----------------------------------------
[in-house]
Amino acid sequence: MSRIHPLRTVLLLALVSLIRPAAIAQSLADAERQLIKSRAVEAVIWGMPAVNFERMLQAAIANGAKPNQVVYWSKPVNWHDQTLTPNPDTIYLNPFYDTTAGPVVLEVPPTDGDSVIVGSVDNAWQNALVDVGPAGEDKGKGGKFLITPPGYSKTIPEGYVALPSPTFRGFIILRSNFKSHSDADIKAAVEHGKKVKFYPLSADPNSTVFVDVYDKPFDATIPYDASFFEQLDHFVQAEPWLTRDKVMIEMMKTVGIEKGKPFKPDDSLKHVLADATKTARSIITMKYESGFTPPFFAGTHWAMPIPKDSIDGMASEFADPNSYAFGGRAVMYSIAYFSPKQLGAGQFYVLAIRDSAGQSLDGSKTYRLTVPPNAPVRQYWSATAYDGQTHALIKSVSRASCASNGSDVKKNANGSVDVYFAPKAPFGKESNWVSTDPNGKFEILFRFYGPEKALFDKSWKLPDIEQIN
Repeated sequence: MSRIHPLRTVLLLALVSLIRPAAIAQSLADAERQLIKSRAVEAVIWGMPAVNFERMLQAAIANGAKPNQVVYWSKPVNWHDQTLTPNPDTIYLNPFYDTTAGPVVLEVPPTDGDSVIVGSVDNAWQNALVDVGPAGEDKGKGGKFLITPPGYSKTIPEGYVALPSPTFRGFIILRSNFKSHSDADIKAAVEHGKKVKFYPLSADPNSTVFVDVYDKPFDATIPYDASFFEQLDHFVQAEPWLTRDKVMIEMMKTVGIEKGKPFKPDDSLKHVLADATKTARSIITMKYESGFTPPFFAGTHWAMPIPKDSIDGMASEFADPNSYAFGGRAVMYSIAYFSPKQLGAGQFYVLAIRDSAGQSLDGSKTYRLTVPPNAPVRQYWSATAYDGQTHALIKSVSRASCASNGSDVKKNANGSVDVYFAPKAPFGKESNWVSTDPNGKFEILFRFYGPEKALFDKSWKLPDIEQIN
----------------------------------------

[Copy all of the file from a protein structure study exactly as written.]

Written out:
[in-house]
Amino acid sequence: MSRIHPLRTVLLLALVSLIRPAAIAQSLADAERQLIKSRAVEAVIWGMPAVNFERMLQAAIANGAKPNQVVYWSKPVNWHDQTLTPNPDTIYLNPFYDTTAGPVVLEVPPTDGDSVIVGSVDNAWQNALVDVGPAGEDKGKGGKFLITPPGYSKTIPEGYVALPSPTFRGFIILRSNFKSHSDADIKAAVEHGKKVKFYPLSADPNSTVFVDVYDKPFDATIPYDASFFEQLDHFVQAEPWLTRDKVMIEMMKTVGIEKGKPFKPDDSLKHVLADATKTARSIITMKYESGFTPPFFAGTHWAMPIPKDSIDGMASEFADPNSYAFGGRAVMYSIAYFSPKQLGAGQFYVLAIRDSAGQSLDGSKTYRLTVPPNAPVRQYWSATAYDGQTHALIKSVSRASCASNGSDVKKNANGSVDVYFAPKAPFGKESNWVSTDPNGKFEILFRFYGPEKALFDKSWKLPDIEQIN
Repeated sequence: MSRIHPLRTVLLLALVSLIRPAAIAQSLADAERQLIKSRAVEAVIWGMPAVNFERMLQAAIANGAKPNQVVYWSKPVNWHDQTLTPNPDTIYLNPFYDTTAGPVVLEVPPTDGDSVIVGSVDNAWQNALVDVGPAGEDKGKGGKFLITPPGYSKTIPEGYVALPSPTFRGFIILRSNFKSHSDADIKAAVEHGKKVKFYPLSADPNSTVFVDVYDKPFDATIPYDASFFEQLDHFVQAEPWLTRDKVMIEMMKTVGIEKGKPFKPDDSLKHVLADATKTARSIITMKYESGFTPPFFAGTHWAMPIPKDSIDGMASEFADPNSYAFGGRAVMYSIAYFSPKQLGAGQFYVLAIRDSAGQSLDGSKTYRLTVPPNAPVRQYWSATAYDGQTHALIKSVSRASCASNGSDVKKNANGSVDVYFAPKAPFGKESNWVSTDPNGKFEILFRFYGPEKALFDKSWKLPDIEQIN